Companies are driving video into the mainstream with consumer electronics, the web, social networking, unified communications, Internet-based television and mobile computing. Company departments beyond marketing are examining how rich content can be used to improve the customer/supplier relationship. Have you paid attention to computer and IT trends ad introduced rich content and video into your website yet? Expect to develop video production capabilities.
Companies are increasing productivity through collaboration software that speeds communication and drives action. Wikis, blogs, forums, instant messaging, social networks, and/or collaborative office products collect important employee, supplier, or customer feedback online, which can be used to take immediate action. How much “voice of the customer” information are you collecting? Expect to use more collaboration tools as a customer, supplier, or employee.
4. MOBILE COMPUTING
Companies are increasing productivity through the use of PDAs, tablets, and other personal devices to collect or access data and important software applications on the go. This new-found freedom has pluses (see Collaboration, Cloud Computing) and minuses (see Data Security, below). How many mobile devices are you using? Expect to introduce more mobile computing devices to increase productivity and stay competitive.
5. DATA SECURITY
Company’s face increasing liability exposure from social networking websites and employees housing data in PDAs, laptops, or wireless networks. WikiLeaks may only be the beginning…Do your employees have access to sensitive information? Expect to introduce digital rights management, data loss prevention, data security and other IT policies and procedures templates with these computer and IT trends.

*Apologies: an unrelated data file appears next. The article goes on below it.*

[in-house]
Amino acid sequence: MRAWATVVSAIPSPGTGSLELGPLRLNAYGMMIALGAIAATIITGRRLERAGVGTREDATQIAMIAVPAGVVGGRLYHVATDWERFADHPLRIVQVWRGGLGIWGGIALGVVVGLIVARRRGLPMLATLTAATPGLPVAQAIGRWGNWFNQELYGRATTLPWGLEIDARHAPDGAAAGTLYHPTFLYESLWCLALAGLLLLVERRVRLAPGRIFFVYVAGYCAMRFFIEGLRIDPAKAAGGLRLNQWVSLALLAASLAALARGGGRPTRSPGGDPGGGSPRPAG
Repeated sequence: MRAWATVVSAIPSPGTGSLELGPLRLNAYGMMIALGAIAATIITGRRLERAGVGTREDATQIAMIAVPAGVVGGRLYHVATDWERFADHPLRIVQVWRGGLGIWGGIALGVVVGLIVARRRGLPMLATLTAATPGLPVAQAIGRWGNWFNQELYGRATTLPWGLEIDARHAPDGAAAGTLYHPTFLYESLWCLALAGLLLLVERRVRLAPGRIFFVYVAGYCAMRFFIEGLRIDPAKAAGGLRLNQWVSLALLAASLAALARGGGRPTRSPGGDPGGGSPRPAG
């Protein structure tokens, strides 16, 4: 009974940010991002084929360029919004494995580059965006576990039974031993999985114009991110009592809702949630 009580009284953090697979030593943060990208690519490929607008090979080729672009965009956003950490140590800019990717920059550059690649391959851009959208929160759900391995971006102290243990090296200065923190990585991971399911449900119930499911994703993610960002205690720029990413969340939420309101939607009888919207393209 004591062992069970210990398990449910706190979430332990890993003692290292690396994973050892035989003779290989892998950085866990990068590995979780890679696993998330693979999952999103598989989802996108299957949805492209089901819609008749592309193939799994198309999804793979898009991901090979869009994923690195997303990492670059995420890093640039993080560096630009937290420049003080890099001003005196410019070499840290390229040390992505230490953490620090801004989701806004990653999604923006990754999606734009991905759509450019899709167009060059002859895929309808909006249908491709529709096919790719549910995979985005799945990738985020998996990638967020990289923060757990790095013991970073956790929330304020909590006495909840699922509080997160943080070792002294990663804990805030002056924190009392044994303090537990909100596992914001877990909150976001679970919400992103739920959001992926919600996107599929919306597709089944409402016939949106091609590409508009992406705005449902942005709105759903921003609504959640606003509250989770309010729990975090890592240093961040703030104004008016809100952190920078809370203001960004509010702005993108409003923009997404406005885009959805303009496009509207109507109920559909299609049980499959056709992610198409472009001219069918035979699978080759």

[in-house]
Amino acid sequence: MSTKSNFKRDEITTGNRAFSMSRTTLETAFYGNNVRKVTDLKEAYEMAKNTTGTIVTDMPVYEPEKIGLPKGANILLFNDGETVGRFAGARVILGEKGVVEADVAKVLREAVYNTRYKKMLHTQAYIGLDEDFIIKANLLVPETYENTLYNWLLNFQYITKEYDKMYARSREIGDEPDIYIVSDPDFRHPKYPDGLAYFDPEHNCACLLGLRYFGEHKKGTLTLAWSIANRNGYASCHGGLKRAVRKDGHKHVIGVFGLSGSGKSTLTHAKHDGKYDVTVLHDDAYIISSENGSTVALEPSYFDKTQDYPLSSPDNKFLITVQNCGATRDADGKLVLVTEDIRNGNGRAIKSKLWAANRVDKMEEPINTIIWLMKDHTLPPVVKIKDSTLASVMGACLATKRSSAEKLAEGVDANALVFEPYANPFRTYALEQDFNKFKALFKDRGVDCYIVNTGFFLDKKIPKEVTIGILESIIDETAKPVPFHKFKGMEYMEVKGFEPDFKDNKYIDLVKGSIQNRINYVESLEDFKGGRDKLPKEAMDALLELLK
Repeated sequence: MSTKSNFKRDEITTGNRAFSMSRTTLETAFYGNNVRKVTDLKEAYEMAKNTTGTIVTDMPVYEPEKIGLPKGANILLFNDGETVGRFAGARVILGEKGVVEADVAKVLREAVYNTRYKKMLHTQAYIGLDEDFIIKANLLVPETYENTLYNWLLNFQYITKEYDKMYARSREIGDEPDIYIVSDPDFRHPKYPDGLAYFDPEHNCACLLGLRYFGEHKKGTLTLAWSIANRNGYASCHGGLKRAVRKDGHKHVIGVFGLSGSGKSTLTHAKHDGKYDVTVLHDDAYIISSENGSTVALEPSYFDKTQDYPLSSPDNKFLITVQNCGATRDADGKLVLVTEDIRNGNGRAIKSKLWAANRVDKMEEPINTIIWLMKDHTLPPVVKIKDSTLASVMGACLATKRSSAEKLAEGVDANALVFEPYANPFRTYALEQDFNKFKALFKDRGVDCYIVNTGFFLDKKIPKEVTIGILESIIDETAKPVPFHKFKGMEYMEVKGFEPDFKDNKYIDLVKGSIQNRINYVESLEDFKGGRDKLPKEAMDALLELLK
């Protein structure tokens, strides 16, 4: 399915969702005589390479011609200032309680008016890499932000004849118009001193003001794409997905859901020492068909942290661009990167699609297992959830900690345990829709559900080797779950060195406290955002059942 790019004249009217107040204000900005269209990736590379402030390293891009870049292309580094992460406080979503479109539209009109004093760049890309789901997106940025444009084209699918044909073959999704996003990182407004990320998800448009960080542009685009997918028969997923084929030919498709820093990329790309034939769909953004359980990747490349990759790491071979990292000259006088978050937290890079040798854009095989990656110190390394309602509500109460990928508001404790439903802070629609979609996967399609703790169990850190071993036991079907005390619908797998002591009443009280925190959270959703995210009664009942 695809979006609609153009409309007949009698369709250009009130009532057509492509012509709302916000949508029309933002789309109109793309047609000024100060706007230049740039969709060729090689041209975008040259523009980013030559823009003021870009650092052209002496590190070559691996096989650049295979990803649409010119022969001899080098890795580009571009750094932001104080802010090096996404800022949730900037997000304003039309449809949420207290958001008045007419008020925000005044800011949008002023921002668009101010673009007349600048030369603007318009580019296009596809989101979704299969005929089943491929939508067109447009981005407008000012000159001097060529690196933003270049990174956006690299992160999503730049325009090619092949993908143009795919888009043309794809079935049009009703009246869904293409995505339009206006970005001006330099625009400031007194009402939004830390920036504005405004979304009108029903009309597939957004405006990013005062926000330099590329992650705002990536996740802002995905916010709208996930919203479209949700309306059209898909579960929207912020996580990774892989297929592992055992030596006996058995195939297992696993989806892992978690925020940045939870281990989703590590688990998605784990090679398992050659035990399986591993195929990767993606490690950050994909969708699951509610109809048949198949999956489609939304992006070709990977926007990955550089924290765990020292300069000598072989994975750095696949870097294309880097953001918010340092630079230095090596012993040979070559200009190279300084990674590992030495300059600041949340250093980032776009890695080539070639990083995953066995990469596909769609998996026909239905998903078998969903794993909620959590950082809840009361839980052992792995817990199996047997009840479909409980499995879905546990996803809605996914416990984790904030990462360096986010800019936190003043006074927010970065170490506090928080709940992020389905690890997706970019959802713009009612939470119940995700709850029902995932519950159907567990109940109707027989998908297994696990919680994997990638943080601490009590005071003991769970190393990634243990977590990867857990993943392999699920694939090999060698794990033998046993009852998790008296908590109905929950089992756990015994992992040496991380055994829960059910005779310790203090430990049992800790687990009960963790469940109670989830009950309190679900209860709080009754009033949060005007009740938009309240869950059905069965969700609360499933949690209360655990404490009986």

6. LOCATION-BASED SERVICES
Many service and delivery companies are already using this technology to provide better customer service by identifying which rep is closest to a given customer site. GPS data that produce personally identifiable employee information (mobile devices, RFID tags) will also cause companies to examine their privacy policies and internal controls. Do you know where your employees are? Expect to update your data collection policies.
7. DATA BREACH NOTIFICATION
It’s simply good business practice (and it’s the law, in some cases) to notify your customers of any data breach to their systems. How prepared are you to handle data breaches? Expect to develop a data breach procedure.
8. RISK REPORTING
Companies face increasing pressure to improve customer and supplier verification (to prevent money laundering, fraud, terrorist exposure, etc.). Do you have a customer/supplier evaluation process? How effective is it? Expect to introduce new policies and procedures for recognizing, reducing, and reporting risks.
9. STANDARDS CONVERGENCE
Companies are operating more globally and complying with worldwide standards (e.g., IFRS, HACCP, certain ISO standards). To compete globally, companies need to comply with an increasing number of worldwide standards. Have you begun to prepare for worldwide standards which may impact your firm significantly? Expect to convert and adapt to even more worldwide standards in the near term.
10. HEALTH INFORMATION TECHNOLOGY
Healthcare companies need to examine their IT systems, software, and practices (if they’re not already) to provide a secure environment for the storage and use of personal health information. Do you know how safe your personal health information is? Expect to introduce new security and access controls, and to possibly see more legislation in this regard.